Located south of the Tropic of Capricorn, within 37 and 47 degrees, New Zealand features a maritime climate that creates moderate, enjoyable weather. Separated into North and South, both Islands feature mild temperatures, plenty of sunny days and only moderate rainfall. New Zealand’s climate is controlled by its main geographical features, the sea and the mountains.
In the North Island, the weather tends to be more subtropical, particularly in summer. With much of the country situated close to the coast, New Zealand weather tends to experience moderate temperatures, an abundance of sunshine and only average rainfall. In the South, inland alpine regions see temperatures drop as low as -10°C in winter. However this doesn’t prevent visitors from enjoying New Zealand, in fact quite the opposite!
Visitors flock to New Zealand in the winter to experience this spectacular alpine playground. Snow season means white-capped peaks, fun and plenty of adventure. The New Zealand ski season generally begins in early June, depending on weather conditions and snow fall, and runs for approximately 130 days, ending around mid-October.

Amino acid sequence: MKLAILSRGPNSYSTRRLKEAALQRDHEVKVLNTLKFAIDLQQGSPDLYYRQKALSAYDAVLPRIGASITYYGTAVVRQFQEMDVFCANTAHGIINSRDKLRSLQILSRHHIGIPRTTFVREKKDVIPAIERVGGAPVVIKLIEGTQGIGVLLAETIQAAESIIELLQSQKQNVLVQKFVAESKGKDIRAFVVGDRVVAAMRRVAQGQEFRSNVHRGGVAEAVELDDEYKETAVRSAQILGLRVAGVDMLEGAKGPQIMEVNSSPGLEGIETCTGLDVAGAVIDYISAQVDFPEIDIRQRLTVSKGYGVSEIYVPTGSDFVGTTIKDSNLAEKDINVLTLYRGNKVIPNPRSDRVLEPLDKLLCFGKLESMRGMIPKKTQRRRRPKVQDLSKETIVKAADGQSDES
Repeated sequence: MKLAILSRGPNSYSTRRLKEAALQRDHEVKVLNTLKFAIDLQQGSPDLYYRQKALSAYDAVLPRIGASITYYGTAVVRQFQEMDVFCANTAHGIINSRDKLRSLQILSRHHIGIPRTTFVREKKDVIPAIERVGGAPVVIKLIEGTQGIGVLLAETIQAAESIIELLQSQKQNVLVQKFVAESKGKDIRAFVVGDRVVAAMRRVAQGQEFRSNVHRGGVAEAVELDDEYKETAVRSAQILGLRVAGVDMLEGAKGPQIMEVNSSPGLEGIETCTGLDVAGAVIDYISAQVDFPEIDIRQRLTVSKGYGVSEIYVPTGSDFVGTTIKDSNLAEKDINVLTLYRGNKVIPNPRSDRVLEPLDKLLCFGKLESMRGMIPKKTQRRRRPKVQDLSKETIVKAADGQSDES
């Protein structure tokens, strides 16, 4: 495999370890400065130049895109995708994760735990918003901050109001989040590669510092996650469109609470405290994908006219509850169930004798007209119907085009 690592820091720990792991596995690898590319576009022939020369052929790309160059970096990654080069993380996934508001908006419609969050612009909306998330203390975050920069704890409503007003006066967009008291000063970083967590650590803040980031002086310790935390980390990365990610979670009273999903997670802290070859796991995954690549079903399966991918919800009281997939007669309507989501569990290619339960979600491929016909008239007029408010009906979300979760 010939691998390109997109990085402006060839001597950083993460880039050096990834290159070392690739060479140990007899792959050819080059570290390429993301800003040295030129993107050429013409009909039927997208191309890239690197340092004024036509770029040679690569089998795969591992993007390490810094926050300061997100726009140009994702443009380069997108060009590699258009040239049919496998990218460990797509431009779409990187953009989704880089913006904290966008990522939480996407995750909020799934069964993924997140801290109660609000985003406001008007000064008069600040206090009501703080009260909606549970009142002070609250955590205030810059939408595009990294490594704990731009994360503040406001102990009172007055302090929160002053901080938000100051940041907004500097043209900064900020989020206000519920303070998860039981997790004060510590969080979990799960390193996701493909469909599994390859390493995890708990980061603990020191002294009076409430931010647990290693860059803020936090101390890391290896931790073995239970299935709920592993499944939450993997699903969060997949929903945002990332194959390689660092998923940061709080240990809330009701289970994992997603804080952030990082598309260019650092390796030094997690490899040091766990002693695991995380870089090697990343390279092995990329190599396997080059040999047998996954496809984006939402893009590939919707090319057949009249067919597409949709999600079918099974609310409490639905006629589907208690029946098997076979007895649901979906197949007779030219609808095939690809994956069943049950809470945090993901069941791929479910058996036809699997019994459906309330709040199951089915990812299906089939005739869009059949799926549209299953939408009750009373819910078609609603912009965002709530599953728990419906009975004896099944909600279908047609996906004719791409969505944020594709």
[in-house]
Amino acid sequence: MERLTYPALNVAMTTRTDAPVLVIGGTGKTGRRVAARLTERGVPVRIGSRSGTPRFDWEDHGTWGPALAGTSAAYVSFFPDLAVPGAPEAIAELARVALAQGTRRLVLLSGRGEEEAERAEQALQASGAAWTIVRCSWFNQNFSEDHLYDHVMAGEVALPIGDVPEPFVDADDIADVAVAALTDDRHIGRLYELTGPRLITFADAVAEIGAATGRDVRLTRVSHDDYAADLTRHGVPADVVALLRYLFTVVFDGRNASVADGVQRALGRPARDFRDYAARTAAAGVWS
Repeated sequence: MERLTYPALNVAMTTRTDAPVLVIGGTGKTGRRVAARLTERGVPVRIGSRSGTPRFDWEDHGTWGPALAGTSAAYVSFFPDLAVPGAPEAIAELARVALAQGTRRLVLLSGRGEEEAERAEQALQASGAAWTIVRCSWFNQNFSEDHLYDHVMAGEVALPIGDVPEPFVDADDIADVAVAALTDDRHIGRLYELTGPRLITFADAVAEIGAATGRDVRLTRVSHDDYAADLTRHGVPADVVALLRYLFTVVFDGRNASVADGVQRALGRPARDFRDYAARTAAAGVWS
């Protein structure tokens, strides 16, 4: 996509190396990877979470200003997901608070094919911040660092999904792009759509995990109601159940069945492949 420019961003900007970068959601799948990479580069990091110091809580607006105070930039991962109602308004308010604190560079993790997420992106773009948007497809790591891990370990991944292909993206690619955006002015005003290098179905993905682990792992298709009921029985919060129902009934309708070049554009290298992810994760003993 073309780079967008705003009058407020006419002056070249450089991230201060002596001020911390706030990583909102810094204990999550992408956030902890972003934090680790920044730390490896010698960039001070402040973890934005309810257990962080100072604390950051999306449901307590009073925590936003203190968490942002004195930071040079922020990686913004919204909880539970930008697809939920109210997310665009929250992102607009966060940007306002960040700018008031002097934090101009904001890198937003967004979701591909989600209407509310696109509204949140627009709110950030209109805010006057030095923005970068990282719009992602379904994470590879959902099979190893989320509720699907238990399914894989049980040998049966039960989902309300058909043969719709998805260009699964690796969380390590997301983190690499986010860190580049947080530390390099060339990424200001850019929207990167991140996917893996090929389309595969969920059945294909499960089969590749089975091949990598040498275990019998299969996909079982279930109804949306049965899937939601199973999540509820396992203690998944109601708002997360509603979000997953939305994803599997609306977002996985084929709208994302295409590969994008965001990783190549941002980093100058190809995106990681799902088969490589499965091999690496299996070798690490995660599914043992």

Due to its position in the Southern Hemisphere, average temperatures across New Zealand tend to drop the further south you travel. The weather is warmest in January and February while the winter months are the coolest, with July being the coldest month of the year. Maximum summer averages range between 20-30ºC and in winter, 10-15ºC.
Despite its mild climate, New Zealand's weather can change unexpectedly and quite rapidly so it is advised that you prepare yourself, particularly for outdoor activities. Although the country experiences a high average rainfall, precipitation is spread out fairly evenly during the year giving New Zealand its much loved native forests.
|Bay of Islands|
Mean daily maximum/minimum temperatures